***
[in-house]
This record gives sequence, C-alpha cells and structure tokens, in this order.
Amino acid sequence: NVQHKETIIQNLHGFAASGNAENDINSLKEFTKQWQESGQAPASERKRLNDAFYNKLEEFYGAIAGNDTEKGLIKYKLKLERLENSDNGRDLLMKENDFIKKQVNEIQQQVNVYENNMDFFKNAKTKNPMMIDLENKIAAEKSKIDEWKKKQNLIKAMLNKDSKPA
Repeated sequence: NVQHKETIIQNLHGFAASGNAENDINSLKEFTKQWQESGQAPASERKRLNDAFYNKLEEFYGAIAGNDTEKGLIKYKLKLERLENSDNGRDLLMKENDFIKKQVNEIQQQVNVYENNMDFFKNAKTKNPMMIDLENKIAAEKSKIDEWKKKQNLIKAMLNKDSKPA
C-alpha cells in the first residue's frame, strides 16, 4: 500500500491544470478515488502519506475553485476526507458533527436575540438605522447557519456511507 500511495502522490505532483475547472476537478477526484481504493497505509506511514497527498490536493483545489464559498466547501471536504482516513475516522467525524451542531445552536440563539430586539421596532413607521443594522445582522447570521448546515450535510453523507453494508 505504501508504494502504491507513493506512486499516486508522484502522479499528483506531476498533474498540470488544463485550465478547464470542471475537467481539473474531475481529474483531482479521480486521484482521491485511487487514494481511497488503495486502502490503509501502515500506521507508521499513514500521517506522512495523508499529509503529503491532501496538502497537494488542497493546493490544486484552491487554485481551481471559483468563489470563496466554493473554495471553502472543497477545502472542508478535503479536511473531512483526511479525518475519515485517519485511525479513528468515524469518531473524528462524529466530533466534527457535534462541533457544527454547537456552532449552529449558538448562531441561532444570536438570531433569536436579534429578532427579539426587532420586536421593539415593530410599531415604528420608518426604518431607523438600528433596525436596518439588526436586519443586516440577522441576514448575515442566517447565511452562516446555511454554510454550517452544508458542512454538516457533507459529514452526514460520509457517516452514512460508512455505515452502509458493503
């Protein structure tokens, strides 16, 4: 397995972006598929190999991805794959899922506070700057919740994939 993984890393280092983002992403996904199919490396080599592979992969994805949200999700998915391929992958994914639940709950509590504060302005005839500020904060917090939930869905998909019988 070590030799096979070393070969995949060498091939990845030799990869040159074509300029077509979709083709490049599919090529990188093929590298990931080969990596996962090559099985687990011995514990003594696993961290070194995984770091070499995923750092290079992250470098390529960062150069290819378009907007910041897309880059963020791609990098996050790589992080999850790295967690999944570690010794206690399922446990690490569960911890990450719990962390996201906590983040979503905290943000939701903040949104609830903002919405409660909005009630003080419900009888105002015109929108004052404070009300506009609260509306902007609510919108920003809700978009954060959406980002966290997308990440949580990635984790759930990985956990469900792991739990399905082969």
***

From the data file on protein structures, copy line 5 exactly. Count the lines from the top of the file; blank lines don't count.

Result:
C-alpha cells in the first residue's frame, strides 16, 4: 500500500491544470478515488502519506475553485476526507458533527436575540438605522447557519456511507 500511495502522490505532483475547472476537478477526484481504493497505509506511514497527498490536493483545489464559498466547501471536504482516513475516522467525524451542531445552536440563539430586539421596532413607521443594522445582522447570521448546515450535510453523507453494508 505504501508504494502504491507513493506512486499516486508522484502522479499528483506531476498533474498540470488544463485550465478547464470542471475537467481539473474531475481529474483531482479521480486521484482521491485511487487514494481511497488503495486502502490503509501502515500506521507508521499513514500521517506522512495523508499529509503529503491532501496538502497537494488542497493546493490544486484552491487554485481551481471559483468563489470563496466554493473554495471553502472543497477545502472542508478535503479536511473531512483526511479525518475519515485517519485511525479513528468515524469518531473524528462524529466530533466534527457535534462541533457544527454547537456552532449552529449558538448562531441561532444570536438570531433569536436579534429578532427579539426587532420586536421593539415593530410599531415604528420608518426604518431607523438600528433596525436596518439588526436586519443586516440577522441576514448575515442566517447565511452562516446555511454554510454550517452544508458542512454538516457533507459529514452526514460520509457517516452514512460508512455505515452502509458493503